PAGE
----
B

 Judicial construction of an arbitration agreement, however, is not guided solely by the principles of relevant state contract law.   The arbitration act;  9 U.S.C. §§ 1 through 16;  governs written arbitration agreements that pertain to contracts involving interstate commerce.13  9 U.S.C. §§ 1 and 2.   The arbitration act creates a “body of federal substantive law of arbitrability, applicable to any arbitration agreement within the coverage of the [a]ct․”  (Citation omitted;  emphasis added;  internal quotation marks omitted.)  Volt Information Sciences, Inc. v. Board of Trustees of Leland Stanford Junior University, supra, 489 U.S. at 475, 109 S.Ct. 1248;  Moses H. Cone Memorial Hospital v. Mercury Construction Corp., 460 U.S. 1, 24, 103 S.Ct. 927, 74 L.Ed.2d 765 (1983).   As federal substantive law;  Moses H. Cone Memorial Hospital v. Mercury Construction Corp., supra, at 24, 103 S.Ct. 927;  the arbitration act is to be applied by state courts as well as by federal courts.  Allied-Bruce Terminix Cos. v. Dobson, 513 U.S. 265, 271-72, 115 S.Ct. 834, 130 L.Ed.2d 753 (1995);  Southland Corp. v. Keating, 465 U.S. 1, 15-16, 104 S.Ct. 852, 79 L.Ed.2d 1 (1984);  see Volt Information Sciences, Inc. v. Board of Trustees of Leland Stanford Junior University, supra, at 476, 109 S.Ct. 1248 (arbitration act requires state court, in applying general state law principles of contract interpretation, to give due regard to federal policy favoring arbitration).

 The purpose of the arbitration act is to ensure “ ‘that private agreements to arbitrate are enforced according  to their terms.’ ”  Mastrobuono v. Shearson Lehman Hutton, Inc., supra, 514 U.S. at 53-54, 115 S.Ct. 1212;  Volt Information Sciences, Inc. v. Board of Trustees of Leland Stanford Junior University, supra, 489 U.S. at 479, 109 S.Ct. 1248.   The arbitration act establishes a strong federal policy favoring arbitration.   Moses H. Cone Memorial Hospital v. Mercury Construction Corp., supra, 460 U.S. at 24-25, 103 S.Ct. 927;  see also Thomas James Associates, Inc. v. Jameson, 102 F.3d 60, 65 (2d Cir.1996);  New York v. Oneida Indian Nation of New York, 90 F.3d 58, 61 (2d Cir.1996).  “[W]hen Congress passed the [a]rbitration [a]ct in 1925 ․ [i]t intended courts to enforce [arbitration] agreements into which parties had entered ․ and to place such agreements upon the same footing as other contracts․”  (Citations omitted;  internal quotation marks omitted.)  Allied-Bruce Terminix Cos. v. Dobson, supra, 513 U.S. at 270-71, 115 S.Ct. 834;  Volt Information Sciences, Inc. v. Board of Trustees of Leland Stanford Junior University, supra, at 474, 109 S.Ct. 1248;  Shearson/American Express, Inc. v. McMahon, 482 U.S. 220, 225-26, 107 S.Ct. 2332, 96 L.Ed.2d 185 (1987).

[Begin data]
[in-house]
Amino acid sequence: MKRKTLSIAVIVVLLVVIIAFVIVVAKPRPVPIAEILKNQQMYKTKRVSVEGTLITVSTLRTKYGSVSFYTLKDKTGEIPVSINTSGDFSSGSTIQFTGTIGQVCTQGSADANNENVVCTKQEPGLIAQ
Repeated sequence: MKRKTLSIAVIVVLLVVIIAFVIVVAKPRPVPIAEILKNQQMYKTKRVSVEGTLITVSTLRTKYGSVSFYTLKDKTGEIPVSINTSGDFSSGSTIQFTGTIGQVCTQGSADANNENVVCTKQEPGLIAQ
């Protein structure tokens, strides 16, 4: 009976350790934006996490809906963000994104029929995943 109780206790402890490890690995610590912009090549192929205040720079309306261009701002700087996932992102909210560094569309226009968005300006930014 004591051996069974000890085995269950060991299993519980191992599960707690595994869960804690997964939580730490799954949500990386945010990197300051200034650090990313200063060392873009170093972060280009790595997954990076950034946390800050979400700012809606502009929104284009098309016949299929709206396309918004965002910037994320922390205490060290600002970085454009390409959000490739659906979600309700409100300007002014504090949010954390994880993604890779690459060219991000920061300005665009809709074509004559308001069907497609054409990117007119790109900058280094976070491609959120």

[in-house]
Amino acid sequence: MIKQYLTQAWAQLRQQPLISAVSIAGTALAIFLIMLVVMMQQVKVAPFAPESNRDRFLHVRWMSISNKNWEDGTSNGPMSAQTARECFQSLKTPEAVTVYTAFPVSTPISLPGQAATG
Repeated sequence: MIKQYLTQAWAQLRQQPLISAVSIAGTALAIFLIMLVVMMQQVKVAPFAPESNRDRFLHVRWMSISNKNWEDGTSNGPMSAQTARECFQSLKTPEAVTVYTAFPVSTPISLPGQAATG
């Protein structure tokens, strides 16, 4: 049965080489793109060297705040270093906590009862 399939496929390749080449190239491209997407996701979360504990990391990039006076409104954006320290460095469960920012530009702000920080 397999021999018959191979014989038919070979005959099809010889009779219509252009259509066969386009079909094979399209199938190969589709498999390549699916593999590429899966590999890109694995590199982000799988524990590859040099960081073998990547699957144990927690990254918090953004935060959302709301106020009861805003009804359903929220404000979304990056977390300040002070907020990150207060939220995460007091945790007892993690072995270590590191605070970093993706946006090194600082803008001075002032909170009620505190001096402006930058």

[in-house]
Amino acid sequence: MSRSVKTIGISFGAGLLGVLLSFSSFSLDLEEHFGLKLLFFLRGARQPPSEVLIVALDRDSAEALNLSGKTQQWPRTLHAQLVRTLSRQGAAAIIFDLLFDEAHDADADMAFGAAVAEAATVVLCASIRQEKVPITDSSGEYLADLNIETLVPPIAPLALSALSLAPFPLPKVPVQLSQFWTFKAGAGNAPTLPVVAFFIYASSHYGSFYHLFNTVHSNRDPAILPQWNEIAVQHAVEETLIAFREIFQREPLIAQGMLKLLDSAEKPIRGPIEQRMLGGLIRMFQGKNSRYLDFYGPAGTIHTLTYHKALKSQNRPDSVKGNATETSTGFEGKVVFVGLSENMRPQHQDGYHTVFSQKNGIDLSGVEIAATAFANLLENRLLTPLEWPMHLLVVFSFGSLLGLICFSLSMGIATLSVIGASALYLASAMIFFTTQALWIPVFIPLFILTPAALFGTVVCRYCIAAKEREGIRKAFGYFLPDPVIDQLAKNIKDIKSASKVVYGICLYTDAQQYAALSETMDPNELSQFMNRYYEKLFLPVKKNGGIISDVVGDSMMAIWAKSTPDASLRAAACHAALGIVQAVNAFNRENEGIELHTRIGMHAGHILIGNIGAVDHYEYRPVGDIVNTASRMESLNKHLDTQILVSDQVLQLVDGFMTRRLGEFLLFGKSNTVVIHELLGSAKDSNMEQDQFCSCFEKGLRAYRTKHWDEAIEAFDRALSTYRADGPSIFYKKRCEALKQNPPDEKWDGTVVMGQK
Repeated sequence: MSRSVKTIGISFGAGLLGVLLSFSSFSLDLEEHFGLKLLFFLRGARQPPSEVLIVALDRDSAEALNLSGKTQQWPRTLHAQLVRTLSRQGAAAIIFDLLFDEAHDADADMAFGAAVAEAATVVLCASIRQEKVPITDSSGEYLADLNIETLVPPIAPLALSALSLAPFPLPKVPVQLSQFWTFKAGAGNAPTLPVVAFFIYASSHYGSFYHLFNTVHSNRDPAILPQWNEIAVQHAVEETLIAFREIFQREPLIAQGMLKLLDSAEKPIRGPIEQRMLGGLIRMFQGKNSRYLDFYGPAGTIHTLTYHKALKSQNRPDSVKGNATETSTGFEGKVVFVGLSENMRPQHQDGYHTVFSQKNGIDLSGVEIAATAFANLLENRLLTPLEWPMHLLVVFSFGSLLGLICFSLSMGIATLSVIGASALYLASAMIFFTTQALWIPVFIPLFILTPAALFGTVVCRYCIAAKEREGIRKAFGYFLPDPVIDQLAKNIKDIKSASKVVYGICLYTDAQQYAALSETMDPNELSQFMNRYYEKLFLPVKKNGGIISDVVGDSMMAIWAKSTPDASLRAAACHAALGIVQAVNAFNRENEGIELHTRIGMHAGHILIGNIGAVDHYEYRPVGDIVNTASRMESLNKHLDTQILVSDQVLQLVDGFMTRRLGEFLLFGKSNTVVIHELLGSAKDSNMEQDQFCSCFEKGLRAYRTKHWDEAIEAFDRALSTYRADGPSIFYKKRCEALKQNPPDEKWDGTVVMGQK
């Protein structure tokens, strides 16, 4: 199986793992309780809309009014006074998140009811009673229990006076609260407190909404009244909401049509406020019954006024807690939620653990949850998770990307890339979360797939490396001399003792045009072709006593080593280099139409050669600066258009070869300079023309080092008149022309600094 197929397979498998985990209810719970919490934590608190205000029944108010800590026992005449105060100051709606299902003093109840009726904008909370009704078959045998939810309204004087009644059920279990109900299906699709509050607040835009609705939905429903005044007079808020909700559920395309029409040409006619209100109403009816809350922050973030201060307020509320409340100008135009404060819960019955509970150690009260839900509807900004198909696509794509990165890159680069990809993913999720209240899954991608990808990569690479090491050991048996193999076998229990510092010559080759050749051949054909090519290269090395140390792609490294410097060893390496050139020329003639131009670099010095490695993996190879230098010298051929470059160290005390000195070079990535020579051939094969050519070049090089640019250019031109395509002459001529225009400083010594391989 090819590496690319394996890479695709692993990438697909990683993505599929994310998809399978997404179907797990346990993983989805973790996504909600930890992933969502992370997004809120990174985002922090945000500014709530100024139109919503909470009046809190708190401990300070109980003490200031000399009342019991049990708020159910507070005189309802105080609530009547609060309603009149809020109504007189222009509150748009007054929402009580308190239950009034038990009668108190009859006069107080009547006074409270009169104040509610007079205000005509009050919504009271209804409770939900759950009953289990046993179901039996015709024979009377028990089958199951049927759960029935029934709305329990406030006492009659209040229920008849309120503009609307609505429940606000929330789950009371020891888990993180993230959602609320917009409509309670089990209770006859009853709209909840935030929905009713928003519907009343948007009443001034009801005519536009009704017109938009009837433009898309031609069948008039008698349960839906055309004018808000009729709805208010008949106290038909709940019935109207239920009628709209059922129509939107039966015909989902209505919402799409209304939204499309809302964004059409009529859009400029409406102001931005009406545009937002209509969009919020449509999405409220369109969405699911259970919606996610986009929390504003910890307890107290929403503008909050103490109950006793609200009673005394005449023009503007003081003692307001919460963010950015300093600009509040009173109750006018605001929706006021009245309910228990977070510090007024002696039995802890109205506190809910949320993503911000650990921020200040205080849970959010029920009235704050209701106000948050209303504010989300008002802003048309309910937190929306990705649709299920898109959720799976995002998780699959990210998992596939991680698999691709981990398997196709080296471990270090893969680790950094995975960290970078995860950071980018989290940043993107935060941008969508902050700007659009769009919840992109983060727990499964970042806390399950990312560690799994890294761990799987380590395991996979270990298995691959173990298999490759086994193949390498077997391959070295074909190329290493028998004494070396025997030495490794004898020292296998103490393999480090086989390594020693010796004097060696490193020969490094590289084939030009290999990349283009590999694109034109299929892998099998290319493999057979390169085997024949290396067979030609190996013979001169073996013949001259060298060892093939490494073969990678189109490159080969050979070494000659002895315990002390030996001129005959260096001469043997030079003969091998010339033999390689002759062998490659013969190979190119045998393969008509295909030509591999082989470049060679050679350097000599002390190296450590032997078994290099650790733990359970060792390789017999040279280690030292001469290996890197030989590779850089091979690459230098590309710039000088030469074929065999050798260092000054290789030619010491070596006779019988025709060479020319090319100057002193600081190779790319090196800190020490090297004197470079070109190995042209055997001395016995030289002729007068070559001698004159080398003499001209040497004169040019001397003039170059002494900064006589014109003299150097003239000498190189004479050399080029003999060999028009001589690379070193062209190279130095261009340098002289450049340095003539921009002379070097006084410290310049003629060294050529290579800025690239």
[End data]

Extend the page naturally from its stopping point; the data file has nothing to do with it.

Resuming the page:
Section 2 of the arbitration act provides in relevant part that “[a] written provision in any ․ contract ․ to settle by arbitration a controversy thereafter arising out of such contract ․ shall be valid, irrevocable, and enforceable ․”  (Emphasis added.)  9 U.S.C. § 2.   When a dispute that is covered by an arbitration agreement arises, and a party to the arbitration agreement fails, neglects or refuses to submit to arbitration, the party seeking arbitration may petition a federal or state court for an order compelling arbitration.   See 9 U.S.C. § 4;  General Statutes § 52-410.  Section 4 of the arbitration act provides that the court shall hear the parties, and, upon being satisfied that neither the making of a covered arbitration agreement, i.e., a written arbitration agreement pertaining to a contract involving interstate commerce, nor the defendant's failure to  comply with that agreement is in dispute, the court shall issue an order directing the parties to proceed to arbitration in accordance with the terms of their arbitration agreement.  9 U.S.C. § 4;  accord General Statutes § 52-410.

 The arbitration act, therefore, directs state and federal courts in which an application for an order compelling arbitration has been made to determine whether:  (1) the litigants executed a written arbitration agreement regarding a contract involving interstate commerce;  and (2) if so, whether the issue in dispute is arbitrable, i.e., within the scope of that agreement.  Prima Paint Corp. v. Flood & Conklin Mfg. Co., 388 U.S. 395, 403-404, 87 S.Ct. 1801, 18 L.Ed.2d 1270 (1967);  PaineWebber Inc. v. Bybyk, supra, 81 F.3d at 1198.   In other words, having concluded that the arbitration act applies to the litigants' arbitration agreement, the court ordinarily then interprets the arbitration agreement to determine whether the issue in dispute falls within the scope of the litigants' agreement to arbitrate.   AT & T Technologies, Inc. v. Communications Workers of America, supra, 475 U.S. at 649, 106 S.Ct. 1415;  John Wiley & Sons, Inc. v. Livingston, 376 U.S. 543, 546-47, 84 S.Ct. 909, 11 L.Ed.2d 898 (1964).   Moreover, if the arbitration agreement is ambiguous as to whether the issue in dispute is arbitrable, the arbitration act requires the court to resolve the ambiguity in favor of arbitration of the issue.  First Options of Chicago, Inc. v. Kaplan, supra, 514 U.S. at 945, 115 S.Ct. 1920;  Moses H. Cone Memorial Hospital v. Mercury Construction Corp., supra, 460 U.S. at 24-25, 103 S.Ct. 927.